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09/19/2007 - 10/02/2007
|Credit crunch: assessing impact|
By Rodman Schley
Commercial Valuation Consultants Inc.
As we move further into what is being called the “credit crunch,” which appears to be having an adverse impact on our national housing markets, according to a report published by the Federal Reserve Sept. 5, the overall impact on the rest of the national economy appears to be “limited.”
Continuing to be hardest hit by the national credit crunch is the residential market. In 2006, there were 1.2 million foreclosure filings in the United States. This was an increase of nearly 42 percent from 2005, according to RealtyTrac (a national firm that tracks the national real estate market). RealtyTrac is expecting foreclosure filings to reach nearly 2 million by year-end 2007. This equates to nearly one per every 62 U.S. households.
In addition, according to the recent Federal Reserve Report (The Beige Book), “Most banks reported that recent developments in financial markets had led to tighter lending standards for residential mortgages, which was having a noticeable effect on housing activity, and several noted that the reduction in credit availability added to uncertainty about when the housing market might turn around.”
Based on the preceding data, it is no surprise that the report also noted that “residential real estate and construction weakened in most districts.” However, with the negative impact associated with higher interest rates and tighter lending standards on residential lending, a positive impact should be felt in the Colorado multifamily rental market. Fewer residential loans likely will result in lower vacancy rates and higher rental rates in apartments and other renal housing, due to fewer people being eligible for financing and a higher demand for rental units.
Although the tighter lending standards have had a visible impact on residential lending, the commercial real estate markets have been far less impacted. In terms of commercial activity, the recently released Federal Reserve Report reported that “credit availability and credit quality remained good for most consumer and business borrowers.” In addition, it was reported that “economic activity has continued to expand” although at mostly modest to moderate rates.
Retail sales remained “generally positive,” consumer spending generally reported “increases in sales,” most reports on tourism were “positive,” service industries were “neutral to positive” and manufacturing “expanded.” All of which are generally good positive indicators for our commercial real estate markets. Overall, these factors have led to a commercial real estate market that is best characterized as stable to expanding.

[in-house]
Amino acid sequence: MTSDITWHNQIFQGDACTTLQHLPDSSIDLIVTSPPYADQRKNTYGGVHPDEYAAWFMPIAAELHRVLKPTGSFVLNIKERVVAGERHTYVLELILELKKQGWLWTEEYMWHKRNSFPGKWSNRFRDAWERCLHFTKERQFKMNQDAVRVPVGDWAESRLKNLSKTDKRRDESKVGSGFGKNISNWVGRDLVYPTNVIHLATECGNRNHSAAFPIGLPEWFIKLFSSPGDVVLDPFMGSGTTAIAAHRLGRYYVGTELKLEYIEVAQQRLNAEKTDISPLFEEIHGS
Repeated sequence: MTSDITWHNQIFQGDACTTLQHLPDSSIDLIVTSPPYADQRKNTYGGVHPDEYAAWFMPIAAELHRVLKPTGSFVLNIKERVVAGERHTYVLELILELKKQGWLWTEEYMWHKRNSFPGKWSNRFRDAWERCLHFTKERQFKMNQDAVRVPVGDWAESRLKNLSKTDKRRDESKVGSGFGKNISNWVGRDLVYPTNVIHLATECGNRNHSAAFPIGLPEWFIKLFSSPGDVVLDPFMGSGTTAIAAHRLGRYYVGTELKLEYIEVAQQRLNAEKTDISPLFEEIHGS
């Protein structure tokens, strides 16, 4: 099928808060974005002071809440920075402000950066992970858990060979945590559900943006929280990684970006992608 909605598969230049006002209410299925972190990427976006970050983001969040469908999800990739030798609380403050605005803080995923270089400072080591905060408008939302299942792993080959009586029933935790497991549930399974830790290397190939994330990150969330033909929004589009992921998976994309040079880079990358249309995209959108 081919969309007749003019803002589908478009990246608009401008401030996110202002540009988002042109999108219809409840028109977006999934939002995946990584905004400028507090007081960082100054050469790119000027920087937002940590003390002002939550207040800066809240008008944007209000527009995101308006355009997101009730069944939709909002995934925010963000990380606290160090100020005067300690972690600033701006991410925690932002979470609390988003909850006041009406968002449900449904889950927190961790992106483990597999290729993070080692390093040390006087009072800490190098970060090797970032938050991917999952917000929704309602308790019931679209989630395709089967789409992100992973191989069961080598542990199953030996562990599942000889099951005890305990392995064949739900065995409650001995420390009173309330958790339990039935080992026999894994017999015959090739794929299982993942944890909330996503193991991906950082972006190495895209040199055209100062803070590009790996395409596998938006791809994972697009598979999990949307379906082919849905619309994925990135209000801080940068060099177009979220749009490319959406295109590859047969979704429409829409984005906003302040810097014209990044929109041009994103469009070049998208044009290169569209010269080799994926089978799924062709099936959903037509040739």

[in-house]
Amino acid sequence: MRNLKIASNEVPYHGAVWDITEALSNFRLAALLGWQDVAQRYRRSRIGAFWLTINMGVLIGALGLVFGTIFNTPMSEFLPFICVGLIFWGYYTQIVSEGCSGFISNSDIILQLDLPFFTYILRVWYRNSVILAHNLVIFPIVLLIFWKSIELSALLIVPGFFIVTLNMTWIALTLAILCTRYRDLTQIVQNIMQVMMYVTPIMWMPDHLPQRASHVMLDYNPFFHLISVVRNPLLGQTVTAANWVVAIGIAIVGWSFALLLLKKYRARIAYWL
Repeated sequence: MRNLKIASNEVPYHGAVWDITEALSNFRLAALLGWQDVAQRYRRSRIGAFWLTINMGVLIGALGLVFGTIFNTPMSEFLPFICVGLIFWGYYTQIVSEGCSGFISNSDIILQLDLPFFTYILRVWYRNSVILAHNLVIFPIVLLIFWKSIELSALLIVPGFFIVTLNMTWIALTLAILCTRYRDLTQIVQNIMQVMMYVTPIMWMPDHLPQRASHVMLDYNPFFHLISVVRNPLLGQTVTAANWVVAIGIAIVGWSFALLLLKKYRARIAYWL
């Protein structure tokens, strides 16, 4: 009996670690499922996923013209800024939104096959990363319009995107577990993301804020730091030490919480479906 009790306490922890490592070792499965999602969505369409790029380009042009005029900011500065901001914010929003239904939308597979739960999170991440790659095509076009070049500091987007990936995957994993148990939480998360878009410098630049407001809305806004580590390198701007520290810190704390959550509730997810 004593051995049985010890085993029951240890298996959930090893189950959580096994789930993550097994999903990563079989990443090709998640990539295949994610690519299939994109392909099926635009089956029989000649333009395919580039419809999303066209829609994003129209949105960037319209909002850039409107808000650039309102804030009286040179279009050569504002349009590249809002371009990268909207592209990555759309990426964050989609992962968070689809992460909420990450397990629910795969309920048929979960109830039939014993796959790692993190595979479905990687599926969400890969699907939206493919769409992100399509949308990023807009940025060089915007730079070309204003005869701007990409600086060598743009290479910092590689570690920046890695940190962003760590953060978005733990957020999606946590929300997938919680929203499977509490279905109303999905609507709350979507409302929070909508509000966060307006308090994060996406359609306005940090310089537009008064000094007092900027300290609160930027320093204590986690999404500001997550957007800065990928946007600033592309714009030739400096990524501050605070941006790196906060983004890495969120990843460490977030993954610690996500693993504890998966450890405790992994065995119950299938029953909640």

Out of the 12 districts that report to the Federal Reserve Board, three of the districts reported “continued expansion in nonresidential construction and commercial real estate,” one reported commercial activity as “high,” and one as “strong.” The remaining districts reported the commercial construction and real estate markets as “steady or stable.” Overall, the commercial real estate markets appear to be relatively healthy.
In the Colorado market, the trend appears to be relatively similar to the national trends. Higher foreclosure rates and a turbulent residential real estate market have lead to tighter lending requirements on residential product. However, the impact on the commercial real estate market has been relatively limited in comparison, and would be best defined as relatively stable.
When the Fed meets later this month, an interest rate deduction of one-quarter percent to one-half percent is anticipated (likely the lesser of the two). This move is not intended as an investor and lender “bailout,” but rather a move to reduce any further fallout on the economy from the “credit crunch.” This move likely will provide further benefits to commercial borrowers and help to maintain the stable commercial real estate market.
As for the future, it is wise to keep a watchful eye on the economic indicators that move our commercial markets. Although the commercial markets have not been impacted at this time, the tides of change do move swiftly.
In the near term, economists predict that the residential real estate markets will decline further (to what extent is unknown), before seeing signs of improvement. On the flipside, the national commercial real estate markets are projected to remain relatively stable in most areas and expanding in others. Next time this year should tell an interesting tale.
|Colorado Real Estate Journal ©2005|